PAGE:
Sailing the BVIs

Sailing the BVIs

After we left Jost we hopped over to Great Camano Island for the night.  In our anchorage it seemed as if we’d left the Caribbean and were transported back to Maine, with it steep rocky shores and gravely beach, and peaceful evening silence with just a handful of houses visible up on the hill.  The biggest difference was the wildlife.  Flocks of pelicans flew in formation, hovering over the water.  Every so often, one would plummet into the water after a fish, splashing water far into the air.

The next morning, as we pulled up the anchor, I heard an eerie scream of someone in distress.  I looked around, saw no one in imminent danger, and realized it was the goats on shore, with their near-human-like screams.  On our way out of Great Camano Island we had to go through the narrow Camano passage. We lacked detailed charts for this area, so Scott was sent aloft to look for water color changes indicative of sudden depth changes, while Isaac, Molly, and I were on the bow doing the same.

There were several shoals in the vicinity, but we made it through intact.  That evening, we anchored in Spanish Harbor, the main town on Virgin Gorda, and treated ourselves to wifi and nachos ashore.  It had been a while since we’d had internet access, and we all pulled out laptops, iPads, smartphones, etc. and munched silently and checked emails and whatnot, completely ignoring the scenery.  Another bar patron, clearly on vacation and not suffering from internet withdrawal thought we were a comical sight and took our picture.

 

Exploring The Baths

Exploring The Baths

The next morning it was off to the Baths! Thousands of years of wind and waves had sculpted unique rock formations out of a tumble of enormous boulders from past volcanic activity to form unique landscapes and breathtaking seaside caverns and passages. Climbing and swimming around the boulders was like crawling through an excellent natural jungle gym.  Inside the dimly lit sea caves, tiny white fish would play about our waists and jump if we moved too quickly.

Hanging out on the boulders

Hanging out on the boulders

We crawled in amongst the gian boulders.  They were everywhere.  Along the sandy path, on the shorline, partially submerged, creating labyrinthine pools in the water.  We swam in amongst the giants and scrambled up among them chasing scuttling crabs.

You are not allowed to anchor at the Baths overnight, so after we were done exploring, we set off for Peter Island.  We anchored in a pleasant bay, surrounded by nothing but a few other sailboats. But, it wasn’t quite as peaceful as you’d expect, since the everpresent goats were soon bleating ashore. Shortly after we’d dropped anchor, a floating grocery store came along side us.  We had provisioned recently, so we didn’t need anything, but we couldn’t say no to ice cream bars, a rare treat for us due to our inability to keep frozen treats onboard.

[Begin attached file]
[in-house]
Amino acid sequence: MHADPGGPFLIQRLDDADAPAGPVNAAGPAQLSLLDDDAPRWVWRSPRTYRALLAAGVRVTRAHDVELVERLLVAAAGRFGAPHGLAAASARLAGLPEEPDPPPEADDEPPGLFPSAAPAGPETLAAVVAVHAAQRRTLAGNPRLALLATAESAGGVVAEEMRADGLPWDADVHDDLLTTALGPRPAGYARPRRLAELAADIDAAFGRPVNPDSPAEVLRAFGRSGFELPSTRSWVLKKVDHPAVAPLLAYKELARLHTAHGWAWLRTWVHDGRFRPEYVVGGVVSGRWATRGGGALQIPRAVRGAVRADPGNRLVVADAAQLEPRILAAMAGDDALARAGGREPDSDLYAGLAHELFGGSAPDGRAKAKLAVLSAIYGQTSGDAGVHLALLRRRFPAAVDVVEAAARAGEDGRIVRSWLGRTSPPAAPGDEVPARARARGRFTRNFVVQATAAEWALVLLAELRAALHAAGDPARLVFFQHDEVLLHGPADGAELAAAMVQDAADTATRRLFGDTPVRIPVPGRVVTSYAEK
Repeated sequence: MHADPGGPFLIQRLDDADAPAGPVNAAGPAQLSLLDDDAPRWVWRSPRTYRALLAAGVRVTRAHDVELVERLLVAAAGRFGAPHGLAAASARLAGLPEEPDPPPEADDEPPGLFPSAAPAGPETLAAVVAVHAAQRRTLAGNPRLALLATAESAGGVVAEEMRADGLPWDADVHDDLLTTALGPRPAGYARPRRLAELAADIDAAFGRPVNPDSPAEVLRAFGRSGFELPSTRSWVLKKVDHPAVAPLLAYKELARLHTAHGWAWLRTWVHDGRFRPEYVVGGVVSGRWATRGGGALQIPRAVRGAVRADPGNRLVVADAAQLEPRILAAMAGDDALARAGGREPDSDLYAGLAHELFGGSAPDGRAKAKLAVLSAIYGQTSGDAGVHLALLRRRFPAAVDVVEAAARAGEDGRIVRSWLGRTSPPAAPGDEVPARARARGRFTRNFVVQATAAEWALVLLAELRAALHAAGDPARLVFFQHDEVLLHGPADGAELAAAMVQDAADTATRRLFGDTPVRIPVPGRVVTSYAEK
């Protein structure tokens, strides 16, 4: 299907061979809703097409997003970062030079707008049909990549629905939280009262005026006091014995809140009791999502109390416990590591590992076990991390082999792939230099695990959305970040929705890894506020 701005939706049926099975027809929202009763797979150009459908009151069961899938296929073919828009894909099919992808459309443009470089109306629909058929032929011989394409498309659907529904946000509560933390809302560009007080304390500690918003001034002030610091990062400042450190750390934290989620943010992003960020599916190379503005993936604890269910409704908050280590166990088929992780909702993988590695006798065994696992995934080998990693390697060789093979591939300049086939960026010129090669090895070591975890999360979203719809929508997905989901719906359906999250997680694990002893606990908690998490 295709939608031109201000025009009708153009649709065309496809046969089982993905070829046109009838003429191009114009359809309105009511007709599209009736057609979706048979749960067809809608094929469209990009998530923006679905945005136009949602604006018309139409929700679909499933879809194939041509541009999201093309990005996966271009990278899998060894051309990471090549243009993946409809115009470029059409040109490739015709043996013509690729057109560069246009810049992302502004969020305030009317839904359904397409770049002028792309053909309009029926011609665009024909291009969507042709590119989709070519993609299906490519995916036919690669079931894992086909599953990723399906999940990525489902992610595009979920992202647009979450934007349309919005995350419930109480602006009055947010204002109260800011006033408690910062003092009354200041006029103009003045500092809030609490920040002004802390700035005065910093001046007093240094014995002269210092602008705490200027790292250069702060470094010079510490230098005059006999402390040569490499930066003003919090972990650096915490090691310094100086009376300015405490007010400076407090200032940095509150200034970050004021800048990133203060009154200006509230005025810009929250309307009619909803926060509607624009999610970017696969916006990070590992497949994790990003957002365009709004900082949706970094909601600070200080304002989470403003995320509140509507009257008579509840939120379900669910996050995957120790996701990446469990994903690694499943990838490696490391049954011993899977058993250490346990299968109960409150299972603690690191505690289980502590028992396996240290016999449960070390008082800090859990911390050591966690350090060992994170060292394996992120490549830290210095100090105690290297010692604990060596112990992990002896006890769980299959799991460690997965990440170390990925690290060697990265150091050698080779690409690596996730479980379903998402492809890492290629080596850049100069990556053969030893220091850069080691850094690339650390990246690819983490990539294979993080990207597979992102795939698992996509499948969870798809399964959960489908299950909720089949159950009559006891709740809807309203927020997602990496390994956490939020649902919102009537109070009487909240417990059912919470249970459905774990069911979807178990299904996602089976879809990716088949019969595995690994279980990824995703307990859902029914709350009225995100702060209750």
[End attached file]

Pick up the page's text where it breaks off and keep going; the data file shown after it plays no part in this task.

As if the day hadn’t been perfect enough, that evening we were treated to some fantastic bioluminescence.  We could see comet-like streaks of light left by fish darting through the water and we splashed about with an oar, filling the ocean with starts.

The tumbled down houses of Salt Island, on a thin strip of sand between sea (left) and salt pond (right)

The tumbled down houses of Salt Island, on a thin strip of sand between sea (left) and salt pond (right)

Next up was Salt Island.  As the name implies, the island was once used to manufacture salt with the two salt ponds on the island.  The island seems to no longer be used for this purpose, as it reeks of dead fish in the high salinity ponds.  The island is now all but deserted.  The few small, ramshackle houses on shore were slowly breaking down, with doors missing and rooms empty of all but scattered debris.  The highlight of Salt Island was the snorkeling.  We were surrounded by creepy schools of squid or cuttlefish (we aren’t sure which), and Scott and Molly found an octopus atop his garbage heap of empty conch shells. But since there was little else to see on Salt Island, we quickly moved on.

Fish everywhere off of Norman Island

Fish everywhere off of Norman Island